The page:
Date Published: June 18, 2018
Publisher: Public Library of Science
Author(s): Marta Stepien, Andrei Manoliu, Roman Kubli, Karoline Schneider, Philippe N. Tobler, Erich Seifritz, Marcus Herdener, Stefan Kaiser, Matthias Kirschner, Therese van Amelsvoort.
Negative symptoms are a core feature of schizophrenia and also found in healthy individuals in subclinical forms. According to the current literature the two negative symptom domains, apathy and diminished expression may have different underlying neural mechanisms. Previous observations suggest that striatal dysfunction is associated with apathy in schizophrenia. However, it is unclear whether apathy is specifically related to ventral or dorsal striatal alterations. Here, we investigated striatal dysfunction during reward anticipation in patients with schizophrenia and a non-clinical population, to determine whether it is associated with apathy.
Chronic schizophrenia patients (n = 16) and healthy controls (n = 23) underwent an event- related functional MRI, while performing a variant of the Monetary Incentive Delay Task. The two negative symptom domains were assessed in both groups using the Brief Negative Symptoms Scale.
In schizophrenia patients, we saw a strong negative correlation between apathy and ventral and dorsal striatal activation during reward anticipation. In contrast, there was no correlation with diminished expression. In healthy controls, apathy was not correlated with ventral or dorsal striatal activation during reward anticipation.
This study replicates our previous findings of a correlation between ventral striatal activity and apathy but not diminished expression in chronic schizophrenia patients. The association between apathy and reduced dorsal striatal activity during reward anticipation suggests that impaired action-outcome selection is involved in the pathophysiology of motivational deficits in schizophrenia.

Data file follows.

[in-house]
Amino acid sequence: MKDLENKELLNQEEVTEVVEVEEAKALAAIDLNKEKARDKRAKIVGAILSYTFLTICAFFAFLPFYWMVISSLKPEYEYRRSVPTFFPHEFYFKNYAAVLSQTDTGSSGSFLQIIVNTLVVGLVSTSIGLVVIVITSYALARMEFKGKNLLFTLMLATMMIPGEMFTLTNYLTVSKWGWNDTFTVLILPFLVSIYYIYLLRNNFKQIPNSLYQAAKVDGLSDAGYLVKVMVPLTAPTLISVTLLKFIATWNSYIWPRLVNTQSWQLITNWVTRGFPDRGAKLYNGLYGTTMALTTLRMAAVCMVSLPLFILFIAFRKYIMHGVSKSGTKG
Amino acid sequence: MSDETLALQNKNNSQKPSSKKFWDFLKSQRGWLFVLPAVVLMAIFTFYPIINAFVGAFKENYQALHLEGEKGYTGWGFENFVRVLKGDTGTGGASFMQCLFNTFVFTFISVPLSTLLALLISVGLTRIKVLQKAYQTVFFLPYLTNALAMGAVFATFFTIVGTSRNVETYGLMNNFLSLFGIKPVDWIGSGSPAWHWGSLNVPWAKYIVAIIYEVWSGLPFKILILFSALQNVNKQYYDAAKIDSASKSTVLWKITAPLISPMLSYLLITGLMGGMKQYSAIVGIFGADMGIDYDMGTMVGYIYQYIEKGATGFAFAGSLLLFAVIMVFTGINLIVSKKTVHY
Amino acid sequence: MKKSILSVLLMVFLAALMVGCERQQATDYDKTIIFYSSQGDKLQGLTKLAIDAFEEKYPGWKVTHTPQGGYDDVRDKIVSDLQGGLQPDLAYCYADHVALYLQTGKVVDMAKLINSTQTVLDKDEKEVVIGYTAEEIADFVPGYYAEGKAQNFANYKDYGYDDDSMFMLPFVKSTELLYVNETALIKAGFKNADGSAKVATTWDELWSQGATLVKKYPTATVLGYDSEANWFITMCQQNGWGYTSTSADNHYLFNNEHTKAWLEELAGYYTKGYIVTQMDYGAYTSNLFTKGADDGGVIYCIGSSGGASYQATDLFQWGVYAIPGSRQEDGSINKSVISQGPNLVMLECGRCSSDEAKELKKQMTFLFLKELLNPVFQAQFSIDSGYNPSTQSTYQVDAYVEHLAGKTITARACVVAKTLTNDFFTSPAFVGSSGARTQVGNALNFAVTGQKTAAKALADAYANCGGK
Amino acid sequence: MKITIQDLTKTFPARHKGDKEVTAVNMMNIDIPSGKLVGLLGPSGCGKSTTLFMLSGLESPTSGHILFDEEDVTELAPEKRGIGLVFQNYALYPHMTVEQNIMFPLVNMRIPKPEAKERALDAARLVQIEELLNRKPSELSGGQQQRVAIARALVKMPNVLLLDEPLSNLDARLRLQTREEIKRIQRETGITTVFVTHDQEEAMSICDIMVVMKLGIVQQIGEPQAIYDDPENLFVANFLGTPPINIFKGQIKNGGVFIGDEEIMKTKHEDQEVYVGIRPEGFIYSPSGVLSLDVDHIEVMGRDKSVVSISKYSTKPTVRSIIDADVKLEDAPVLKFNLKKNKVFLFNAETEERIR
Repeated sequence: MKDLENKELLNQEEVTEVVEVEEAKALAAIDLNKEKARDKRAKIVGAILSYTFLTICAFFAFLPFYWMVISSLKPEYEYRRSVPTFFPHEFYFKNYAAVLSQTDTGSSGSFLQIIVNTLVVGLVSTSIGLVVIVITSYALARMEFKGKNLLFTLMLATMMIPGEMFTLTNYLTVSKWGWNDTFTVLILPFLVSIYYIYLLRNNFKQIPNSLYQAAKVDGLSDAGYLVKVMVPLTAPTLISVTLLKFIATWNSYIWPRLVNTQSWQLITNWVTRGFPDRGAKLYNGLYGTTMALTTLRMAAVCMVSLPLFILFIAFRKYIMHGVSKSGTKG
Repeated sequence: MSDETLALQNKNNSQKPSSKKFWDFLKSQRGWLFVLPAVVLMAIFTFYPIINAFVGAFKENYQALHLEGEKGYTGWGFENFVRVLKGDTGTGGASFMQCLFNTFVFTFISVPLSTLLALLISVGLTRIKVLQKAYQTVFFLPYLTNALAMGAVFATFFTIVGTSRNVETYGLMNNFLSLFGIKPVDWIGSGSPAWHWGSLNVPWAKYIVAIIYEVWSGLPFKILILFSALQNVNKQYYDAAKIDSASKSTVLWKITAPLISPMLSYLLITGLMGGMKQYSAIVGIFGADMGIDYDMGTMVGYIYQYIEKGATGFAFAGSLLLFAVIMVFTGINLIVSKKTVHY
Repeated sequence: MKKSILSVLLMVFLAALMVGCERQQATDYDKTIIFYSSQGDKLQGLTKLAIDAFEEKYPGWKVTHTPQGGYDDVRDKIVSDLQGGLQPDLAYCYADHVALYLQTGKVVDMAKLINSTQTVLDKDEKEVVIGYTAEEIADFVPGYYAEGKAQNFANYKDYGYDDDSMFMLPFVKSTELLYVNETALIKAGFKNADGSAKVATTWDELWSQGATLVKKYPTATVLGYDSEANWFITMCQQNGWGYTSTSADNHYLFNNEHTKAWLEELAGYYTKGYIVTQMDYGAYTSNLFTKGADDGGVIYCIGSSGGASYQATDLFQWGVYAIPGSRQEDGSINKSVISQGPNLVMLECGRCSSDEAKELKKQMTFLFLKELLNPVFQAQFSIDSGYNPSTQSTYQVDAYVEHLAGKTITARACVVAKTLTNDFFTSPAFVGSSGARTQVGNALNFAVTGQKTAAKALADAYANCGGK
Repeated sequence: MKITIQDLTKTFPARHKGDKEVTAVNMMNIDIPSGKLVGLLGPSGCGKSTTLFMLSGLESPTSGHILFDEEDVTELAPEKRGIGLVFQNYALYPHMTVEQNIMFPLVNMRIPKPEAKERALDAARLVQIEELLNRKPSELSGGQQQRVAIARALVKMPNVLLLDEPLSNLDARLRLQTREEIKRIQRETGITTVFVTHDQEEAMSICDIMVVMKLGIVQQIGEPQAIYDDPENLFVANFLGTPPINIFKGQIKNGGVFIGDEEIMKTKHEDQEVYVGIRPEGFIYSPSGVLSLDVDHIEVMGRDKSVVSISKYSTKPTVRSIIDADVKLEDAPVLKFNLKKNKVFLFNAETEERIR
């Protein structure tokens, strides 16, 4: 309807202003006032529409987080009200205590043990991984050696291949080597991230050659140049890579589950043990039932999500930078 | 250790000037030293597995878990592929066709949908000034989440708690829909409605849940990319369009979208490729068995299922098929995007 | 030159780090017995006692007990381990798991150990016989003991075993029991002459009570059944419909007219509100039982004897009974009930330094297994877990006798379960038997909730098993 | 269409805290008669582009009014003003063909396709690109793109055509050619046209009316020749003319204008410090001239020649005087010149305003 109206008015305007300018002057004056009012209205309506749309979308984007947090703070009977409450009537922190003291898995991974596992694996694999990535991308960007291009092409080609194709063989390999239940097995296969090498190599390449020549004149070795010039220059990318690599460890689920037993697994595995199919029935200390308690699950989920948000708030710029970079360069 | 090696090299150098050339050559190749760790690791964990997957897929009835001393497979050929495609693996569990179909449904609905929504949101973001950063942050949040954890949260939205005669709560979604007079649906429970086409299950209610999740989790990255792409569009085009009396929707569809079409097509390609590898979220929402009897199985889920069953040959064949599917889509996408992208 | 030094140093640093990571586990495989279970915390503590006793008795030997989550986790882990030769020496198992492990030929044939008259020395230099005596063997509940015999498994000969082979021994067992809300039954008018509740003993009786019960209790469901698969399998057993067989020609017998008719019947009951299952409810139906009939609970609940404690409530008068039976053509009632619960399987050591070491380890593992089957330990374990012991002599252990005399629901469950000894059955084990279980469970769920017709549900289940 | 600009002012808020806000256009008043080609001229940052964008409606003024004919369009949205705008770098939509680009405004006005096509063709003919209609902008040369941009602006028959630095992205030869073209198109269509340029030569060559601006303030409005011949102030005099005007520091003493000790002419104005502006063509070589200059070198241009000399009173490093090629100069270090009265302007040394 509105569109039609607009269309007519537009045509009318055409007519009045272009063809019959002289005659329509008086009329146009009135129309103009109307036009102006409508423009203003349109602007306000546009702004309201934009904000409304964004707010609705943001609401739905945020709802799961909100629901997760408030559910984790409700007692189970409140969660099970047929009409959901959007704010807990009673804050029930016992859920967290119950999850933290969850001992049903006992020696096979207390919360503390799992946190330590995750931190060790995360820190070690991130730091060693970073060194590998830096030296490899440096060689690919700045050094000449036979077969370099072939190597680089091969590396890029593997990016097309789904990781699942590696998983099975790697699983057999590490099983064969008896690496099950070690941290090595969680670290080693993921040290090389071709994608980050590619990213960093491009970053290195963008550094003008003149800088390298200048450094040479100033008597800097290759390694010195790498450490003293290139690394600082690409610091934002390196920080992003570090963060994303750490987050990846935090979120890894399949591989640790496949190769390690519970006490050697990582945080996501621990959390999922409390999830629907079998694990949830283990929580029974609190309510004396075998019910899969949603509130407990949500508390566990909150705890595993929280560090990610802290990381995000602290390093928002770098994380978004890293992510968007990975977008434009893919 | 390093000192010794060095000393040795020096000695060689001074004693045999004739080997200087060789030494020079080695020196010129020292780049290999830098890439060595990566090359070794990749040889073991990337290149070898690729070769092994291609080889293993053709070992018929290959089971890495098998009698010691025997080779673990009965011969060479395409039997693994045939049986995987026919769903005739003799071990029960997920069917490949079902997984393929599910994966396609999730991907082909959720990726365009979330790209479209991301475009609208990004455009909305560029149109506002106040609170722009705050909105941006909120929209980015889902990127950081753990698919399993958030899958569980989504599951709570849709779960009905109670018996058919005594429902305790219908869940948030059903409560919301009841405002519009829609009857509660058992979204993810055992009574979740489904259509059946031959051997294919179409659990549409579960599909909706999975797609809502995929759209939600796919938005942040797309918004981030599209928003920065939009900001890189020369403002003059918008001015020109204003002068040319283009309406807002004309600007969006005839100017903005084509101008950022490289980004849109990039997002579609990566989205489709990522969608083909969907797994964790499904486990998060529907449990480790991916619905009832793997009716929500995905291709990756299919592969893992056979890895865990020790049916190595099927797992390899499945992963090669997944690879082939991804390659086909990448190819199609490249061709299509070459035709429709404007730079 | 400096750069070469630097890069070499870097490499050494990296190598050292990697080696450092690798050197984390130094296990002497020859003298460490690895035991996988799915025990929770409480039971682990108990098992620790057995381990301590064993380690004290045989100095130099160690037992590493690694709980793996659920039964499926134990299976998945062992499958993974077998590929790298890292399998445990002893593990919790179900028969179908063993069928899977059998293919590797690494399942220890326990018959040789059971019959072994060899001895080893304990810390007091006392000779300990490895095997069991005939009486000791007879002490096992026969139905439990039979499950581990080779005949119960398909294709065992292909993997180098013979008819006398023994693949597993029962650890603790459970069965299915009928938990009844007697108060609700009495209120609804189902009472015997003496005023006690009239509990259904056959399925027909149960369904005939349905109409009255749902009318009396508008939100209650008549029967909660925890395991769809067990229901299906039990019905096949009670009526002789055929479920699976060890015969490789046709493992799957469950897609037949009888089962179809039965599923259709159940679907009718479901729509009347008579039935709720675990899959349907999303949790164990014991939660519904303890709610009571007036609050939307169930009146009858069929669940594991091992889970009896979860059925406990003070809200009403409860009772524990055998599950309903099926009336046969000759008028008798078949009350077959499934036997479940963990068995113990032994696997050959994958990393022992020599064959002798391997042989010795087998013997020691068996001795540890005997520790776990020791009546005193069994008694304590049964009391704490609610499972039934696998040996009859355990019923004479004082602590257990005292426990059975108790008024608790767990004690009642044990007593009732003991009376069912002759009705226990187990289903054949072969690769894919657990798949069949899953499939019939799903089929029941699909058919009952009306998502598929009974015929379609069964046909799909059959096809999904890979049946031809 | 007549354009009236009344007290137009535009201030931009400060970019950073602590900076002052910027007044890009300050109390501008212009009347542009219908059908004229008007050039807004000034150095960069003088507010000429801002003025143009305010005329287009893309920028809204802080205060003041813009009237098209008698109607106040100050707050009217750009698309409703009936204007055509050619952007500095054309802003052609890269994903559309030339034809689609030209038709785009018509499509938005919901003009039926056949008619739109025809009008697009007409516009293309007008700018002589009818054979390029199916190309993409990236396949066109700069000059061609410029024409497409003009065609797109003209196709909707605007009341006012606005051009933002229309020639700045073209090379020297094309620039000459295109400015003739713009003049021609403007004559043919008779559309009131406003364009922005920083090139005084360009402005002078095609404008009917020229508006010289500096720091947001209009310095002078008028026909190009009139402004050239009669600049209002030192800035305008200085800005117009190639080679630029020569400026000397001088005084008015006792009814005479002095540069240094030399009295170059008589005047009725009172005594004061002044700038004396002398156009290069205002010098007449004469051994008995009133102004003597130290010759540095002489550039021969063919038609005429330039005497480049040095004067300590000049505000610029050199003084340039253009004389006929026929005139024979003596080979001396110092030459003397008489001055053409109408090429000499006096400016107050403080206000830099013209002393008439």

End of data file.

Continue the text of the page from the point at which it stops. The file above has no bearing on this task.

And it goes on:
Negative symptoms (NS) are an integral feature of schizophrenia . According to the current consensus, they can be separated into two domains: the apathy domain, consisting of avolition, anhedonia, and asociality and the diminished expression domain, consisting of blunted affect and alogia [2–4]. Moreover, recent studies have shown that this distinction into two subgroups is clearly observable in patients, showing clinically meaningful differences in symptom presentation . Accumulating evidence suggests that both factors are caused by a different neurobiological and behavioral mechanisms [6–8]. However, due to its association with poorer social functioning and strong impact on recovery, understanding the pathophysiology of apathy is highly relevant [5,9].
In this study, we replicated our previous finding of a specific association between reduced ventral striatal activation and apathy in an independent sample of patients with chronic schizophrenia . In addition, we observed, for the first time, that apathy but not diminished expression was associated with dorsal striatal activity in schizophrenia patients. These findings add new evidence for striatal dysfunction as a neural substrate underlying apathy. Critically, the present study suggests that both ventral and dorsal striatal activity during reward anticipation contribute to the pathophysiology of motivational impairments in schizophrenia. In healthy individuals with non-clinical levels of negative symptoms we found that diminished expression but not apathy was related to reduced dorsal striatal activity on the trend level. These results suggest that some of the striatal deficits associated with negative symptoms may also be detectable in healthy individuals and underlies the need for further investigation of apathy and diminished expression in the general population.